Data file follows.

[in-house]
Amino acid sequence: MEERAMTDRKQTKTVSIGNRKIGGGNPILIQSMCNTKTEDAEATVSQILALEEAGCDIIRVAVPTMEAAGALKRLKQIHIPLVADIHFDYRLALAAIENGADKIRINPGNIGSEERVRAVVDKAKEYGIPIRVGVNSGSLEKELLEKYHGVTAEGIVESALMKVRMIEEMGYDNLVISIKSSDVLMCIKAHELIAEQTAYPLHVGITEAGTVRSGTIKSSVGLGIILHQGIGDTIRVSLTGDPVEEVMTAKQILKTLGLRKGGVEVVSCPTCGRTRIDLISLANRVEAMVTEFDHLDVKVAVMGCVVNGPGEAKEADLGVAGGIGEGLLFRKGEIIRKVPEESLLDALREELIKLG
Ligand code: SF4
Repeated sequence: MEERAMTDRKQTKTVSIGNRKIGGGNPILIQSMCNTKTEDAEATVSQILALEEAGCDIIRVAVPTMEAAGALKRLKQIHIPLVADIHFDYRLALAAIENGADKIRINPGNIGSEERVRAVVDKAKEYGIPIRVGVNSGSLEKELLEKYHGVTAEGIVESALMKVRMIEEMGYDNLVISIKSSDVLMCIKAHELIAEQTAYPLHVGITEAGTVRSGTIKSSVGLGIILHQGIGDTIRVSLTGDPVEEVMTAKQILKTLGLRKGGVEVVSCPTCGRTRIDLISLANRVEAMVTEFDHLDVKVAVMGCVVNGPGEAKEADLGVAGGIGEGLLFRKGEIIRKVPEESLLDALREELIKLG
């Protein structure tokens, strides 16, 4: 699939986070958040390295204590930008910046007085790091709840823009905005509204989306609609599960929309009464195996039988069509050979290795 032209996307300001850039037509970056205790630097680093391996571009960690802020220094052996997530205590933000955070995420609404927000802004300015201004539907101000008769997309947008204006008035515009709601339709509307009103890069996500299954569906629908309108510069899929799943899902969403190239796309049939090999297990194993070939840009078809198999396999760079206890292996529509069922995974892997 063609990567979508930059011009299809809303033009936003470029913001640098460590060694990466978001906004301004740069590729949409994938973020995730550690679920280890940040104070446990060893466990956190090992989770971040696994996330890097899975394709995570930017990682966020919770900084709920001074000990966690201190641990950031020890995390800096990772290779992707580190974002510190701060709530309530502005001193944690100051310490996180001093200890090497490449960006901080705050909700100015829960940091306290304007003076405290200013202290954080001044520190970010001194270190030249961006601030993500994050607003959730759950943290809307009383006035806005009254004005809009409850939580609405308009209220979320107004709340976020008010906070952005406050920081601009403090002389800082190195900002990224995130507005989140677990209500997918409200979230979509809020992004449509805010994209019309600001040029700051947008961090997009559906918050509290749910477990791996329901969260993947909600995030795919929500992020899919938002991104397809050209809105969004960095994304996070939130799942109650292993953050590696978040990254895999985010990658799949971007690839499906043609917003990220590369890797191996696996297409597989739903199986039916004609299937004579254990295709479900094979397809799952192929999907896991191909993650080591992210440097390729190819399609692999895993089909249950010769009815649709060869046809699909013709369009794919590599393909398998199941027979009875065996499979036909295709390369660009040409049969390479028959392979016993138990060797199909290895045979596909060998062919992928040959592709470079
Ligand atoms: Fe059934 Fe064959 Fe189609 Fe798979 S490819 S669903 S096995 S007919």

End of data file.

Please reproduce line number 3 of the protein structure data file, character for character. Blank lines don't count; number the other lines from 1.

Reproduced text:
Ligand code: SF4